WSU Extension

Hortsense

Onions, Garlic
 
Disease
Basal rot 
Downy mildew 
Gray mold 
Neck rot 
White rot 
Insect
Onion maggot 
Onion thrips 



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Caption: Downy mildew on onion
Photo by: R.S. Byther
  
Onions, Garlic : Downy mildew
(revision date: 4/11/2018)


Biology
Downy mildew is a fungal disease affecting onions and related species, including weedy species. Leaves initially develop pale, elongate patches. The spots may be water-soaked at first, then later appear somewhat purplish. The spots become covered with a downy, grayish or white fungal growth. Affected leaves often die back. Bulbs of affected plants are smaller than normal and of poor quality. Infected bulbs may become shriveled and discolored in storage, or may sprout prematurely. Cool, damp weather favors spread of the disease.
Management Options

Non-Chemical Management
  • Plant disease-free materials in well-drained soils.
  • Rotate crops. Do not plant onions and related crops into the same locations each year. Allow at least three years before replanting susceptible crops in a location which was previously diseased.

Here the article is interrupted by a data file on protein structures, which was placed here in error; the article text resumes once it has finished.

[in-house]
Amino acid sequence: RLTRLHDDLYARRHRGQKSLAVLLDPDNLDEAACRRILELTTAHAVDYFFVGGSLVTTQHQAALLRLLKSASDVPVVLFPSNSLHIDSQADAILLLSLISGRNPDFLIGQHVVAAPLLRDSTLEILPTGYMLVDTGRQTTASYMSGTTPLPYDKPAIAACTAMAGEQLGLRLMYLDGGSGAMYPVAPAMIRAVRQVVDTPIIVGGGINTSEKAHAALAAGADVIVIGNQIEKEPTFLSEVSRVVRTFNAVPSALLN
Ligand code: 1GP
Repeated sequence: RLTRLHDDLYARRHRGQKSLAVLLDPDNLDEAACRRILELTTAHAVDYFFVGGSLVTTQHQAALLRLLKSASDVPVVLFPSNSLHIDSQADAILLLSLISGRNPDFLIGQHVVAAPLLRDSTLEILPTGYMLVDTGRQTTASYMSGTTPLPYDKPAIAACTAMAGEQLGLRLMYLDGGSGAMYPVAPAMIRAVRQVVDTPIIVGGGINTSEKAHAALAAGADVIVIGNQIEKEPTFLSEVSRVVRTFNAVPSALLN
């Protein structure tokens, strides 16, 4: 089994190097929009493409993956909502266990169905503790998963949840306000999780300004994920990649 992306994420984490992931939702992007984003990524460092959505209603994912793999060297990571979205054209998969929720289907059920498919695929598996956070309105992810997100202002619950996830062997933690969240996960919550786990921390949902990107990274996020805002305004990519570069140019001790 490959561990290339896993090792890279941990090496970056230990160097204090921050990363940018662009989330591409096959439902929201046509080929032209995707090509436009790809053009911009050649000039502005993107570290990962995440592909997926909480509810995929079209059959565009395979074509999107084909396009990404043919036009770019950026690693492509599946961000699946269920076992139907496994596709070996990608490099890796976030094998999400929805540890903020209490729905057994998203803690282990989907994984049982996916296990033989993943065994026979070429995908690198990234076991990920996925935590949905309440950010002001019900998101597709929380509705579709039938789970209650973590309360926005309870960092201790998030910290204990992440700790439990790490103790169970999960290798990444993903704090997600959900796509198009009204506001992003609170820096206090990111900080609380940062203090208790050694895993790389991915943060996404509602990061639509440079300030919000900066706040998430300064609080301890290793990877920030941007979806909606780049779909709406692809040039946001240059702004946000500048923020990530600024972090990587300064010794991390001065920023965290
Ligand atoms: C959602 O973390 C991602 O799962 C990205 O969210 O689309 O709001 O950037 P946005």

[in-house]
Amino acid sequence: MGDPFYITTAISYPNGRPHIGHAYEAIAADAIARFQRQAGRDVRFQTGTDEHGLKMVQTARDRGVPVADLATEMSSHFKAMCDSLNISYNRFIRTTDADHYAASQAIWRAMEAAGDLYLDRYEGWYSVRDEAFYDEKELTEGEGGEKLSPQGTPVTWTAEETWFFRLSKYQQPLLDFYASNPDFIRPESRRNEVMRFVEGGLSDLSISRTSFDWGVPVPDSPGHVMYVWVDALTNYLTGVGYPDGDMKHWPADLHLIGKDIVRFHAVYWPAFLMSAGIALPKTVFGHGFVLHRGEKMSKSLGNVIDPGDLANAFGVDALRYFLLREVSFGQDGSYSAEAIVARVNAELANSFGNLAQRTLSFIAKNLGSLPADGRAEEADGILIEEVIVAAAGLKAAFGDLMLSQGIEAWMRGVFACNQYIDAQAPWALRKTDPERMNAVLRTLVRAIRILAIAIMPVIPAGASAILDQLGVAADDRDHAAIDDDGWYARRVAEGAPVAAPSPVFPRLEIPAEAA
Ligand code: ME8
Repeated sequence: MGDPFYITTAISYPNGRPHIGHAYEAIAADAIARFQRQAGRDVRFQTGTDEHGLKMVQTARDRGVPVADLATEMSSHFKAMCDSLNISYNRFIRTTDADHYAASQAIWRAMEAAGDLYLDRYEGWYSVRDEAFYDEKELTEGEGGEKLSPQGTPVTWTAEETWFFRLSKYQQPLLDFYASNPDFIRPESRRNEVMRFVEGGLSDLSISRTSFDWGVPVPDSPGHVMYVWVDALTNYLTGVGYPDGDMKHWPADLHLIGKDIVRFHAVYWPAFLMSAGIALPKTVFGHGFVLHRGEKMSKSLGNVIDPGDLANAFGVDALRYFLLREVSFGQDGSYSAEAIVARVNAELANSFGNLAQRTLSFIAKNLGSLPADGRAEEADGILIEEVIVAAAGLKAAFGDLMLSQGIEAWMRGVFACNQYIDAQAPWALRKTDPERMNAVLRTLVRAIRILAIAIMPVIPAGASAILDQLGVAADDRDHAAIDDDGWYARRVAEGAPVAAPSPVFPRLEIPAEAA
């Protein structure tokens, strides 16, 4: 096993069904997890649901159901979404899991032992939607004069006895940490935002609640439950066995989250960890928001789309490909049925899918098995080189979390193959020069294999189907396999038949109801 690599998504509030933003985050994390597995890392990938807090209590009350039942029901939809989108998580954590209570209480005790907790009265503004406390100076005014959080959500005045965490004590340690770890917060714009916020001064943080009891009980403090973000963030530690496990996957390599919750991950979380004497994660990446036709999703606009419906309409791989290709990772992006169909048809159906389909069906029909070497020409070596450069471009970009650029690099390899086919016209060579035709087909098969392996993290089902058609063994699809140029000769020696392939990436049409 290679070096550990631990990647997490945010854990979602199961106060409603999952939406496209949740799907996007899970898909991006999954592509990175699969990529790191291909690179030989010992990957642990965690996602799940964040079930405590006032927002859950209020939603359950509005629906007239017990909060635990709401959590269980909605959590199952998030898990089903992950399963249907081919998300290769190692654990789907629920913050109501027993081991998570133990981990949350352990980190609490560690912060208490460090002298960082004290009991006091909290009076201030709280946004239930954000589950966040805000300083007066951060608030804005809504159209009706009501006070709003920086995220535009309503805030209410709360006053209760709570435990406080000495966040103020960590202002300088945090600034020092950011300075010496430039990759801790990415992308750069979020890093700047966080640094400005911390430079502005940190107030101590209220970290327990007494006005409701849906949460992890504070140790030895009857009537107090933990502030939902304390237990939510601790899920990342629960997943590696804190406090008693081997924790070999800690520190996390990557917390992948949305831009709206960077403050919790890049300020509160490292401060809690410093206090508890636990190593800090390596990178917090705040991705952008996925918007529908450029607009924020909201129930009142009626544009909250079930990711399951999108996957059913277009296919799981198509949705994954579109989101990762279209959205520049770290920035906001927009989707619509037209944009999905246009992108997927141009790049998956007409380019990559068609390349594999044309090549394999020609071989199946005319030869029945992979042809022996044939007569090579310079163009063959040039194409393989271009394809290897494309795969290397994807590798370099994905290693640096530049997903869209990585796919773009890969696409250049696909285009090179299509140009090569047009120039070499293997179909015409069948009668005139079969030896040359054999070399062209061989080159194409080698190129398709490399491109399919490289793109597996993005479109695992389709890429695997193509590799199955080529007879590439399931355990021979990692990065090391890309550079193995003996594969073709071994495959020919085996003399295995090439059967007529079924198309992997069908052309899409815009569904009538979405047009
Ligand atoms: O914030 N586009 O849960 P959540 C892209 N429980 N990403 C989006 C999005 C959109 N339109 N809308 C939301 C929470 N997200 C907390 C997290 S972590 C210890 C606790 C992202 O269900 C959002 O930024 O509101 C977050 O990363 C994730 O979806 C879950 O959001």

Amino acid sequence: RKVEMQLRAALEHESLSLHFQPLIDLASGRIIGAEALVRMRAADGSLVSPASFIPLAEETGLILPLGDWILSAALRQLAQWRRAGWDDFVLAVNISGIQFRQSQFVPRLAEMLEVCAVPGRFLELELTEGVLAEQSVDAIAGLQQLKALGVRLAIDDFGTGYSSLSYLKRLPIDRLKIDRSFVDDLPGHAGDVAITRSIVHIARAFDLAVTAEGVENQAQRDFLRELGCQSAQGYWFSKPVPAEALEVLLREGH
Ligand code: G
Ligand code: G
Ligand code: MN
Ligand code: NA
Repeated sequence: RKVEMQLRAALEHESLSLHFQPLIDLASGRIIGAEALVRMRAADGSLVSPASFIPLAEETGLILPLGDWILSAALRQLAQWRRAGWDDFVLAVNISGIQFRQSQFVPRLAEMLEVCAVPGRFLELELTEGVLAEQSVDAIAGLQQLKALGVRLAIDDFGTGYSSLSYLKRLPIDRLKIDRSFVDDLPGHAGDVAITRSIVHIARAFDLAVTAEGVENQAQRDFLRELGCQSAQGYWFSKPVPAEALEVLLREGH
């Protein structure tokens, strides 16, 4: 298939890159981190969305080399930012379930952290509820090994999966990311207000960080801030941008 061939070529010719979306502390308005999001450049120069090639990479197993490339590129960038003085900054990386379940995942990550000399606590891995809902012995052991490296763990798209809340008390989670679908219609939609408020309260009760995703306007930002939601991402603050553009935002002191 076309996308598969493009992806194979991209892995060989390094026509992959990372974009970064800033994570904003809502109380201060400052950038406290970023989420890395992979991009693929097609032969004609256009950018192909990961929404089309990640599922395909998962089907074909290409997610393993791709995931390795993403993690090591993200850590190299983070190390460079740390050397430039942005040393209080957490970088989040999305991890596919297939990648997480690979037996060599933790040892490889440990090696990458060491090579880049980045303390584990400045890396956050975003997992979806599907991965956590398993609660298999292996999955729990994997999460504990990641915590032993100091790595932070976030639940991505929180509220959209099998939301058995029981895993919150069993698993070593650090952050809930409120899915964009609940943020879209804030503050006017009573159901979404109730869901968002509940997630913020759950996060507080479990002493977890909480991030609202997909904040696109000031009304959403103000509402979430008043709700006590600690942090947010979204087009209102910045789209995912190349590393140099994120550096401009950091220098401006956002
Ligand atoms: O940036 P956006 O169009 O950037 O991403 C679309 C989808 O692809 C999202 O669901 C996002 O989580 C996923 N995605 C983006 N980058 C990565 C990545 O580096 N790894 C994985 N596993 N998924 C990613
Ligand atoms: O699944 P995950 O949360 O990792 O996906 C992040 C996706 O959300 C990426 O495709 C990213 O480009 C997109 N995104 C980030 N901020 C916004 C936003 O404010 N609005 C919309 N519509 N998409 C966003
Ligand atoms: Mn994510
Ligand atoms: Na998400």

• Space plantings to provide good air circulation.
  • Avoid overhead watering.
  • Remove and destroy diseased plants and debris. Destroy or discard (do not compost) diseased materials.
  • Control weeds in and around the garden.
Select non-chemical management options as your first choice!

Chemical Management

Apply when plants are 4 to 6 inches tall and repeat at 7- to 10-day intervals. Copper products can damage foliage.

Listed below are examples of pesticides that are legal in Washington. Always read and follow all label directions.
  • Bonide Liquid Copper Fungicide Conc/Organic Gardening
    Active ingredient: copper octanoate  |  EPA reg no: 67702-2-4
  • Soap-Shield Flowable Liquid Copper Fungicide [Organic]
    Active ingredient: copper octanoate  |  EPA reg no: 67702-2-56872
  • This list may not include all products registered for this use.
Images

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Caption: Downy mildew on onion
Photo by: R.S. Byther